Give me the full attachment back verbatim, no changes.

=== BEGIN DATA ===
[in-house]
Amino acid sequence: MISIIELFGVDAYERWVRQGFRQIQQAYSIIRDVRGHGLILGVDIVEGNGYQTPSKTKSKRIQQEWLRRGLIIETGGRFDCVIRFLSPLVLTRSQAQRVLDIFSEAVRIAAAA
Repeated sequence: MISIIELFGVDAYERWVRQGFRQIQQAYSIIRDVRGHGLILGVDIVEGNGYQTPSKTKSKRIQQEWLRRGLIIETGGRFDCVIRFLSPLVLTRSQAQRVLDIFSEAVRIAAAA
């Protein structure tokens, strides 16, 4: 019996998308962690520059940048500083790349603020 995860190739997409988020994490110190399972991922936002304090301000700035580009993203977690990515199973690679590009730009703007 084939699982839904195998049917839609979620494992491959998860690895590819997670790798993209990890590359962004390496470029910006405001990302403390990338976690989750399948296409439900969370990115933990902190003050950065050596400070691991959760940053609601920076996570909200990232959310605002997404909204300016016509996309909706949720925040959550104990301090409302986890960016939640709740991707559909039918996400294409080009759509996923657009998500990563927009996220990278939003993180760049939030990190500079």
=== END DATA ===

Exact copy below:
[in-house]
Amino acid sequence: MISIIELFGVDAYERWVRQGFRQIQQAYSIIRDVRGHGLILGVDIVEGNGYQTPSKTKSKRIQQEWLRRGLIIETGGRFDCVIRFLSPLVLTRSQAQRVLDIFSEAVRIAAAA
Repeated sequence: MISIIELFGVDAYERWVRQGFRQIQQAYSIIRDVRGHGLILGVDIVEGNGYQTPSKTKSKRIQQEWLRRGLIIETGGRFDCVIRFLSPLVLTRSQAQRVLDIFSEAVRIAAAA
């Protein structure tokens, strides 16, 4: 019996998308962690520059940048500083790349603020 995860190739997409988020994490110190399972991922936002304090301000700035580009993203977690990515199973690679590009730009703007 084939699982839904195998049917839609979620494992491959998860690895590819997670790798993209990890590359962004390496470029910006405001990302403390990338976690989750399948296409439900969370990115933990902190003050950065050596400070691991959760940053609601920076996570909200990232959310605002997404909204300016016509996309909706949720925040959550104990301090409302986890960016939640709740991707559909039918996400294409080009759509996923657009998500990563927009996220990278939003993180760049939030990190500079």